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I'm looking for a way to submit only changed form fields to the server. So, let's say I have a form

    <input type="text" name="a"/>
    <select name="b">...</select>
    <input type="checkbox" name="c"/>

which is populated with certain data already. The user edits the form and clicks submit. If the user only changed input b, then I want to submit only input b. If only a and c were changed, I want to submit only a and c. And so on.

I could write something myself to accomplish this, but I am wondering maybe there is already something out there that I could use? Ideally, I would like the code to be short. Something like this would be perfect:


Also, I came across this http://code.google.com/p/jquery-form-observe/ , but I see there are issues with it. Is this plugin working solidly? Thanks!

EDIT: Thank you all who gave an answer. I chose ndp's answer because it fit best into what I already have.

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5 Answers 5

up vote 16 down vote accepted

Another approach would be to serialize the form when the page loads, and then on submit, only submit the changes.

$(function() {

  var $form = $('form');

  var startItems = convertSerializedArrayToHash($form.serializeArray()); 

  $('form').submit() {
    var currentItems = convertSerializedArrayToHash($form.serializeArray());
    var itemsToSubmit = hashDiff( startItems, currentItems);

    $.post($form.attr('action'), itemsToSubmit, etc.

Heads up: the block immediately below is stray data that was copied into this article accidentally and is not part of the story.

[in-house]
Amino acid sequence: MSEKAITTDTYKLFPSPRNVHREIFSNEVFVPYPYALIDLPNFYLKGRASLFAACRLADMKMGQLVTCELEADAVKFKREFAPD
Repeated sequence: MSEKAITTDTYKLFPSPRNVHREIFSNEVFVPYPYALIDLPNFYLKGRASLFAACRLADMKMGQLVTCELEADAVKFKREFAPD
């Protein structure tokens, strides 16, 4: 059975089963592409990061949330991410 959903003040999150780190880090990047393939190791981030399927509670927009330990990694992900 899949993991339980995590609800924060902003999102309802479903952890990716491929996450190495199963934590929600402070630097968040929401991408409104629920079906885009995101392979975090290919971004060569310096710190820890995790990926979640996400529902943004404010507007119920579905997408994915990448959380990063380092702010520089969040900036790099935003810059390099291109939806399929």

Then, all you have to write is the hashDiff function, which is straightforward and generally useful.

This is nice because it can easily be packaged into a plugin, and it can work repeatedly on the same form if you're using Ajax.

function hashDiff(h1, h2) {
  var d = {};
  for (k in h2) {
    if (h1[k] !== h2[k]) d[k] = h2[k];
  return d;

function convertSerializedArrayToHash(a) { 
  var r = {}; 
  for (var i = 0;i<a.length;i++) { 
    r[a[i].name] = a[i].value;
  return r;

Here's a minimal test:

  describe('hashDiff()', function() {
    it('should return {} for empty hash',function() {
    it('should return {} for equivalent hashes',function() {
    it('should return {} for empty hash',function() {
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I kind of like this solution. What would it take to write the hashDiff function? Is there a way to look up a value in serialized name value pairs? Something like var changedForm = $form.serialize(); changedForm.Find("name from formContents"); –  Dimskiy Mar 7 '11 at 16:31
added hashDiff above. There are more edge cases, but this should handle forms fine. –  ndp Mar 7 '11 at 23:55
I'm playing around with your solution and for me h1 and h2 in hashDiff are being treated as strings. So then the for loop goes through each character for the string. –  Dimskiy Mar 8 '11 at 20:58
You're right. Serialize returns a single string. SerializeArray returns something closer-- but I was wrong about the format of the values. I added a conversion routine above. Guess I should just write a plugin at this point. –  ndp Mar 9 '11 at 8:07
Thank you! I was actually thinking of writing a plugin myself as well :) –  Dimskiy Mar 9 '11 at 15:39

You could add an 'oldvalue' parameter to the input field. Populate this value at the time the page is generated either with JavaScript or on the server-side.